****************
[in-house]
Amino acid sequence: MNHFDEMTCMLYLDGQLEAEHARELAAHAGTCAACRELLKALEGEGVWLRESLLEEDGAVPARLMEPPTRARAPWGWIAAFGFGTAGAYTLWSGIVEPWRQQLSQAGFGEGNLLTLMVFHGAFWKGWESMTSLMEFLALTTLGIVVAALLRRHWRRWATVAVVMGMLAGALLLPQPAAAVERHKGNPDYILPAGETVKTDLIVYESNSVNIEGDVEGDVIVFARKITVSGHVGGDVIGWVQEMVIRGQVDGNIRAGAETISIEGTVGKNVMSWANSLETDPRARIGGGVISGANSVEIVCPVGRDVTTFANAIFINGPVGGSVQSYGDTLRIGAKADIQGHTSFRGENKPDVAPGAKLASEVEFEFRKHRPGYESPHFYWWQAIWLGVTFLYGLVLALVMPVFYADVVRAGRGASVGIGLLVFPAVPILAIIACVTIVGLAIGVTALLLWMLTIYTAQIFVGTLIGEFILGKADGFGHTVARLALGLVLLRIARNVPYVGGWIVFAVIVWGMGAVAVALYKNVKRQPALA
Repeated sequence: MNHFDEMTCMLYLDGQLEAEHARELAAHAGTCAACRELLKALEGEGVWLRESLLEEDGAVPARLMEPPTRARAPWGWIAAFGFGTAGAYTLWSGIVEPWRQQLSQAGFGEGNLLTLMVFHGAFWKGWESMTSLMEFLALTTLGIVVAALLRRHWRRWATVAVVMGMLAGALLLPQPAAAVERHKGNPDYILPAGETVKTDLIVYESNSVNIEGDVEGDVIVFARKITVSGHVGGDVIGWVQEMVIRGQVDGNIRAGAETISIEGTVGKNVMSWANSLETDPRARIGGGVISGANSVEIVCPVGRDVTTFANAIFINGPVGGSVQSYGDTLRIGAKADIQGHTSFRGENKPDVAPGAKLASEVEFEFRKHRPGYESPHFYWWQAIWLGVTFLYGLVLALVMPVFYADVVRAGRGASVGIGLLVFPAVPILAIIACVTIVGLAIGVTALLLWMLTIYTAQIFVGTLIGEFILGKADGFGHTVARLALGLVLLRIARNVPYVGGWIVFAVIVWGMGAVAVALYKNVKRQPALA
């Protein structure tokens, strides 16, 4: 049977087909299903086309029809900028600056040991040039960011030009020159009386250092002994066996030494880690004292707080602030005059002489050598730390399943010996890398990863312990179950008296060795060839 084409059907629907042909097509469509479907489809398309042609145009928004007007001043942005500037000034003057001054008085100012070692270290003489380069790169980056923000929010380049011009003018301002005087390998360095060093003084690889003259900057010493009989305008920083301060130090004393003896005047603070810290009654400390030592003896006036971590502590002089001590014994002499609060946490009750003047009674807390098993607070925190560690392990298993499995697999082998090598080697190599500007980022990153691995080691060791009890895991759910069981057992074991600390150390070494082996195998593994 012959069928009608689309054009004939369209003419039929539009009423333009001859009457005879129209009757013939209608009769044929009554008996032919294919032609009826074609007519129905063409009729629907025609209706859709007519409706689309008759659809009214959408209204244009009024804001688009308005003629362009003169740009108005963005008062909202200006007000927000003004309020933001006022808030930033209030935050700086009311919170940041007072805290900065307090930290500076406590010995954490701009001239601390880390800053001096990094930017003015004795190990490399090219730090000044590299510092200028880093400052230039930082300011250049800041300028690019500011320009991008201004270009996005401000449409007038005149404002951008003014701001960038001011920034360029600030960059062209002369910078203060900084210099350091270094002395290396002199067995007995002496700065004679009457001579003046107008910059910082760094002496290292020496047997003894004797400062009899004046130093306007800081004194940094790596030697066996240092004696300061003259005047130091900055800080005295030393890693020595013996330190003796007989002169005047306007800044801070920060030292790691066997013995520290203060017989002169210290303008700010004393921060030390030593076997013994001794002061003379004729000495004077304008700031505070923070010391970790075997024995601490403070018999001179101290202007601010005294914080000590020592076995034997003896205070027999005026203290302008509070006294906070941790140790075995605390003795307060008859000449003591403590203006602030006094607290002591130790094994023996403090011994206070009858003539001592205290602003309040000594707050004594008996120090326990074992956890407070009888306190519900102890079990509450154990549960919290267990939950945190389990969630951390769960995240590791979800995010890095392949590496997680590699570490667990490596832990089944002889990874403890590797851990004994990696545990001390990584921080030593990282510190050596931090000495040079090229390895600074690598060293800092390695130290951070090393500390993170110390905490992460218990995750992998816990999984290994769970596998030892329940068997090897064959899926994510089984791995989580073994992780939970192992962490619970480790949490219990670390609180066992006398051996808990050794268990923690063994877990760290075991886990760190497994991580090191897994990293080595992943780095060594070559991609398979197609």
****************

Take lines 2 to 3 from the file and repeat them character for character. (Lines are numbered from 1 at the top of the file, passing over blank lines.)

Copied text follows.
Amino acid sequence: MNHFDEMTCMLYLDGQLEAEHARELAAHAGTCAACRELLKALEGEGVWLRESLLEEDGAVPARLMEPPTRARAPWGWIAAFGFGTAGAYTLWSGIVEPWRQQLSQAGFGEGNLLTLMVFHGAFWKGWESMTSLMEFLALTTLGIVVAALLRRHWRRWATVAVVMGMLAGALLLPQPAAAVERHKGNPDYILPAGETVKTDLIVYESNSVNIEGDVEGDVIVFARKITVSGHVGGDVIGWVQEMVIRGQVDGNIRAGAETISIEGTVGKNVMSWANSLETDPRARIGGGVISGANSVEIVCPVGRDVTTFANAIFINGPVGGSVQSYGDTLRIGAKADIQGHTSFRGENKPDVAPGAKLASEVEFEFRKHRPGYESPHFYWWQAIWLGVTFLYGLVLALVMPVFYADVVRAGRGASVGIGLLVFPAVPILAIIACVTIVGLAIGVTALLLWMLTIYTAQIFVGTLIGEFILGKADGFGHTVARLALGLVLLRIARNVPYVGGWIVFAVIVWGMGAVAVALYKNVKRQPALA
Repeated sequence: MNHFDEMTCMLYLDGQLEAEHARELAAHAGTCAACRELLKALEGEGVWLRESLLEEDGAVPARLMEPPTRARAPWGWIAAFGFGTAGAYTLWSGIVEPWRQQLSQAGFGEGNLLTLMVFHGAFWKGWESMTSLMEFLALTTLGIVVAALLRRHWRRWATVAVVMGMLAGALLLPQPAAAVERHKGNPDYILPAGETVKTDLIVYESNSVNIEGDVEGDVIVFARKITVSGHVGGDVIGWVQEMVIRGQVDGNIRAGAETISIEGTVGKNVMSWANSLETDPRARIGGGVISGANSVEIVCPVGRDVTTFANAIFINGPVGGSVQSYGDTLRIGAKADIQGHTSFRGENKPDVAPGAKLASEVEFEFRKHRPGYESPHFYWWQAIWLGVTFLYGLVLALVMPVFYADVVRAGRGASVGIGLLVFPAVPILAIIACVTIVGLAIGVTALLLWMLTIYTAQIFVGTLIGEFILGKADGFGHTVARLALGLVLLRIARNVPYVGGWIVFAVIVWGMGAVAVALYKNVKRQPALA